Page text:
Updated: Aug 26
Deciding whether to separate from your partner is a HUGE decision. There are so many variables to consider: the children, how it will impact you financially, the logistics of where you'll all live after. In fact, it can be so daunting that sometimes we choose to stay in relationships that don't serve us simply because it's easier than sifting through all the uncertainty involved in CHANGE.
My goal with these questions is to bring you out of the hellish loop of uncertainty and back into your own experience, to bring you back to your own intuition. So you can consider what really matters. Know that limbo is the hardest state to be in. Once you've made a firm decision, you can work on the logistics of it.
The following are some questions to ask yourself to determine if now is the right time to move on.
Questions to assess whether you're ready to separate:
1. How long have you been thinking about this and WHEN?
Do you only consider leaving DURING a big fight or is it steadily on your mind? If you only consider leaving during a fight, it could be your triggered response to the discomfort of arguing. You may feel helpless, like you really want to connect and be in a different space with this person but you just have no idea how to. My upcoming course on how to stop fighting will help with this! However, if you think about leaving on a consistent basis, if the idea came to you in a calm moment and you just realized… I don't want to do this anymore. That could be your intuition speaking.
2. Is there ONE thing you need to change and then things will be better - like "if my partner got a job, I would be satisfied" or "if we had more sex, I'd be satisfied"? Or does it feel like nothing your partner does will change your mind?
If there's just one thing you really need your partner to work on but they're not doing, it means there is a lot about your partner and relationship that you do enjoy. However, if you've reached the point where even if they fix all the issues on their end of the relationship and you work on fixing the issues on your end, you still have no desire to be with them, it could mean that you've emotionally checked out. Being emotionally checked out is a sign that you're ready for a change.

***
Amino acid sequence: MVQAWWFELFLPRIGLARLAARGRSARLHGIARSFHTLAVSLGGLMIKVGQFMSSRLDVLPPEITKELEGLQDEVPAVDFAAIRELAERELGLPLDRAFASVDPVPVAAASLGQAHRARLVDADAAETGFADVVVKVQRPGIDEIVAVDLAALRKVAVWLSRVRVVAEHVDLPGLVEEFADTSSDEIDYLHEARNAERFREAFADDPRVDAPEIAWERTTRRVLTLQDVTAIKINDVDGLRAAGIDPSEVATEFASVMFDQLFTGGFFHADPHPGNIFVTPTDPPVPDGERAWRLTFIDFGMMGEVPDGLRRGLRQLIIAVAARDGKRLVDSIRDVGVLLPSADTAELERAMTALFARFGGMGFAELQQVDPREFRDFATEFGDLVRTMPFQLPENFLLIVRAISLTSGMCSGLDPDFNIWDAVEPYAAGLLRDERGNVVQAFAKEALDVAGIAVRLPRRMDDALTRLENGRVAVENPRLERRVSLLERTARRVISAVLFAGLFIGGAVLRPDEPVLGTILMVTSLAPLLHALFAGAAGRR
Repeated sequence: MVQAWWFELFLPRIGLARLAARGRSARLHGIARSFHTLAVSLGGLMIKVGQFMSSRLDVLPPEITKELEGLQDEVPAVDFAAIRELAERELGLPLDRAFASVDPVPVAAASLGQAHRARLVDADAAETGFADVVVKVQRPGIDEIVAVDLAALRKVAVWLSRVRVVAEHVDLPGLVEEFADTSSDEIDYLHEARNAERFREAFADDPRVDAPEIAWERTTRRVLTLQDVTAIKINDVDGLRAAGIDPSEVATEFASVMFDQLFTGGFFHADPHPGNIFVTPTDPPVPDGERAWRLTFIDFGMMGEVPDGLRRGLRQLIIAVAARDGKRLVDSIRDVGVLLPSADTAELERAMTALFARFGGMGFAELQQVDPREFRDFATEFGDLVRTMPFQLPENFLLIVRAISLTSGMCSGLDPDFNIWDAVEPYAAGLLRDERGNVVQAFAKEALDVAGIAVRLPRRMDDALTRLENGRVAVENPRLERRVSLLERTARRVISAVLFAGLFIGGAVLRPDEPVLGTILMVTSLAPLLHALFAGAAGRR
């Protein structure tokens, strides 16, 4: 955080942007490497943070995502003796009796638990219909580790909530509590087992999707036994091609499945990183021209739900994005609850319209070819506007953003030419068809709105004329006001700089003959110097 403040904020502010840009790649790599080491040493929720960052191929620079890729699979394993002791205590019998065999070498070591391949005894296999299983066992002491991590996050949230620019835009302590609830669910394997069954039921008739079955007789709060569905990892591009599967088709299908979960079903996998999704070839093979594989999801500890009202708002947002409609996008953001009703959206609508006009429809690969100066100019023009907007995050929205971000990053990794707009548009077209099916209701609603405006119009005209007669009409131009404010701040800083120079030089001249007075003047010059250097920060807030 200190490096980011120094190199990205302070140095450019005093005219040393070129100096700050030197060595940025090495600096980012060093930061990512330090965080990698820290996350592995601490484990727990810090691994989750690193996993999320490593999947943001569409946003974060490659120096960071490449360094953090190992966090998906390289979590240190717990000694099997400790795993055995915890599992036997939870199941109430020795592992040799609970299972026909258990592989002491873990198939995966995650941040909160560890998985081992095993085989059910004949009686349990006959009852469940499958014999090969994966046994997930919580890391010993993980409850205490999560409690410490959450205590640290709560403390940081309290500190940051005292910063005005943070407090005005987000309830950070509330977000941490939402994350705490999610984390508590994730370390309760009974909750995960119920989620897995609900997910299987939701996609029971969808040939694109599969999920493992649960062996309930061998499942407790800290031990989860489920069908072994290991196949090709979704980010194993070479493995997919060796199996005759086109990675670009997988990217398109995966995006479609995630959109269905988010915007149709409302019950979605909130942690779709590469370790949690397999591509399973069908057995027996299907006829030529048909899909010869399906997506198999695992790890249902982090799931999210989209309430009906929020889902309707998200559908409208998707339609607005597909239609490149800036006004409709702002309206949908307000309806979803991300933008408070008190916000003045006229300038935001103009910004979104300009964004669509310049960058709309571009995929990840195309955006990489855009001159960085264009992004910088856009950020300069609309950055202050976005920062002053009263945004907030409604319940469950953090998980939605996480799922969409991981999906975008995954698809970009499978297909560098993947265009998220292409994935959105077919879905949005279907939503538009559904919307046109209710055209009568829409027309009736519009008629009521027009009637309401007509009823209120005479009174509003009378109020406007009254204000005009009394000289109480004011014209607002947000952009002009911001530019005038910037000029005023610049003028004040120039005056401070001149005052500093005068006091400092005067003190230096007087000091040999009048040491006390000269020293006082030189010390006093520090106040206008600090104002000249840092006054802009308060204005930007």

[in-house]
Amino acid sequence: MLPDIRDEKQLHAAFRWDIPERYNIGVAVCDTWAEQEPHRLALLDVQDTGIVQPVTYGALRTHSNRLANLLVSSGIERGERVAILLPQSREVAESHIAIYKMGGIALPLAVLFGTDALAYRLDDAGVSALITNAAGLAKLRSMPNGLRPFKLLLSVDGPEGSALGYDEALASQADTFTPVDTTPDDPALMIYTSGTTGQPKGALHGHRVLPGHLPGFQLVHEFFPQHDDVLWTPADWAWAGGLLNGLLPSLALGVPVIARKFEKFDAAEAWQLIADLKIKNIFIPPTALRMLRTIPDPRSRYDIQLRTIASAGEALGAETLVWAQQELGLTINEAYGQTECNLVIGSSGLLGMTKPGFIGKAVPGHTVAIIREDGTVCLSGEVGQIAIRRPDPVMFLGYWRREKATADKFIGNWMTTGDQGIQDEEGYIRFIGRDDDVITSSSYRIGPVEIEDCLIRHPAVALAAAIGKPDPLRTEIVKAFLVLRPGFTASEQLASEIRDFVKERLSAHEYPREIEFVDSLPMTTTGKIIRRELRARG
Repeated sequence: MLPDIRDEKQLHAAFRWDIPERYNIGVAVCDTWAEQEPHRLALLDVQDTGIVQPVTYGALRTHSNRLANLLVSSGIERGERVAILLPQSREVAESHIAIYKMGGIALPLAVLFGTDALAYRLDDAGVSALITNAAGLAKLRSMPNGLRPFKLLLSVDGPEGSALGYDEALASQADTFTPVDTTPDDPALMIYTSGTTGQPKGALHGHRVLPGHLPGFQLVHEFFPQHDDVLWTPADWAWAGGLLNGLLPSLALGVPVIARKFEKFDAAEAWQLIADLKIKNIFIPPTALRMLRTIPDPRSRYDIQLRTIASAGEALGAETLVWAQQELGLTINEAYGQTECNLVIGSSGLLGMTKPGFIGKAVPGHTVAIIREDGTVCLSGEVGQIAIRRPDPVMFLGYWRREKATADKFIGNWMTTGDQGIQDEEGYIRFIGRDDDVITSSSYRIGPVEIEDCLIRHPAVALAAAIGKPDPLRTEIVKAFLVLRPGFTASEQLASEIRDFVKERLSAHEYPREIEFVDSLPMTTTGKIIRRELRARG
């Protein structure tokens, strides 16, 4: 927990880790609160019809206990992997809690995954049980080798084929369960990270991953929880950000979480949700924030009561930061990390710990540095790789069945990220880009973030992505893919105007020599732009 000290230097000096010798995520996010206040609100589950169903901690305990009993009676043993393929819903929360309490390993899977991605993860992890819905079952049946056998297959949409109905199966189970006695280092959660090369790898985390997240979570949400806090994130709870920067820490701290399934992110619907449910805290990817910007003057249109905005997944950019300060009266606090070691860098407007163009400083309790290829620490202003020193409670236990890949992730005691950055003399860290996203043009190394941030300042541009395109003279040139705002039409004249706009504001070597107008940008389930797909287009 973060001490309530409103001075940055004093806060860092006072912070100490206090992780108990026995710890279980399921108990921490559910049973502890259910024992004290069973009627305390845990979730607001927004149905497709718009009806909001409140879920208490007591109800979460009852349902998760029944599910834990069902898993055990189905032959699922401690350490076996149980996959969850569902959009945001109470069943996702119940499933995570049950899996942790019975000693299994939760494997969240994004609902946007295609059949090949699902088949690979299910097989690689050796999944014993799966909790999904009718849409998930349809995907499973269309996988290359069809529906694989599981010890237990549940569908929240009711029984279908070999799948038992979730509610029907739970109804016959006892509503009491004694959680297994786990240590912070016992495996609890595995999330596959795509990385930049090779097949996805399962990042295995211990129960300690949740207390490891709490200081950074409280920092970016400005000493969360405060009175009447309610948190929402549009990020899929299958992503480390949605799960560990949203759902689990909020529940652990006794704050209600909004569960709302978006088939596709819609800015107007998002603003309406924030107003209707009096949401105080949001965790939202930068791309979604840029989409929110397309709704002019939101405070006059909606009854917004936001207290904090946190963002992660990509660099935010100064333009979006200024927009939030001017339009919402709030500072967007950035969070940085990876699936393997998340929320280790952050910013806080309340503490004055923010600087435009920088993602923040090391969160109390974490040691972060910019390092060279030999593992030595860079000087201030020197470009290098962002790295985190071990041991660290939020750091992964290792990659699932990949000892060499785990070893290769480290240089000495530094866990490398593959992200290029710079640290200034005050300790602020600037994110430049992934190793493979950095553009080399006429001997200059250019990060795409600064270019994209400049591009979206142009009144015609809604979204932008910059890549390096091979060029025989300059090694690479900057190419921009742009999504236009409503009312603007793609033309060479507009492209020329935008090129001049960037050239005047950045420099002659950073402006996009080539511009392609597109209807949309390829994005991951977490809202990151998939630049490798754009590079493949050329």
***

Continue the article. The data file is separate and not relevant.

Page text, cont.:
3. How does it feel to think about leaving them - do you feel relief and excitement (possibly mingled with guilt) or do you feel sad and alone?
If you feel relief and excitement, it could mean you're truly ready to move on. If this is the case for you, really clarify the vision of what your life could look like post-separation and allow that vision to keep you motivated during the harder moments. If you feel sad and alone but also realize that you and your partner are simply not a match anymore, allow yourself to feel those feelings and remind yourself that it's okay to put your own needs first for once. Many of my clients worry that they're being selfish by ending things, but they're miserable in the relationship despite trying for several years. You get to decide your next move, but removing labels like "selfish" is necessary - nobody, including your inner critic, gets to judge you for taking a step towards personal happiness.
4. Does your partner continue to not be able to meet your needs, despite you asking in different ways, engaging in couples therapy, and doing your own work to figure out your part of it? Alternately, do you have no desire to meet your partner's needs anymore?
Look into attachment style - if one of you is anxious and the other is avoidant, you could be feeling the effects of that. Read the book Attached for more on attachment styles.
5. Are you only staying "for the children"?
Children are negatively impacted by divorce but they're also negatively impacted by parents who fight, spew hatred at each other, and say mean things about each other. If you want to make sure you're taking care of your kids during this time, sit with them, give them your time and attention, hold them, validate their feelings, give them a safe space to discuss their emotions, and explain what's happening in an age-appropriate why while also giving them plenty of options to help them still feel in control. Most importantly, be kind ABOUT your partner, especially when you're speaking with or around your children. If you start saying negative things about your partner, it forces your children to take sides. If you're kind about your partner, it will provide some relief.
6. Have you lost trust in your partner, or have you betrayed them in some way?
If there has been an affair or another betrayal in your relationship, it can feel really hard to regain your feelings of safety and trust. If this is the case for you, therapy and a course like my "after an affair" course can really help. Know that it can take upwards of a year and a half to feel trusting again after an affair, and there are specific steps that can help with that. If you feel called to do the work, do the work. If you have come to a calm realization that this is no longer the relationship for you, it could be time to move on.
Here's a video that outlines these questions in more detail, and also includes helpful advice on what to do for each step. Be sure to SUBSCRIBE for more on how to improve your relationship!
I'd love to hear your biggest takeaway in the comments below. What are the answers to these questions for you?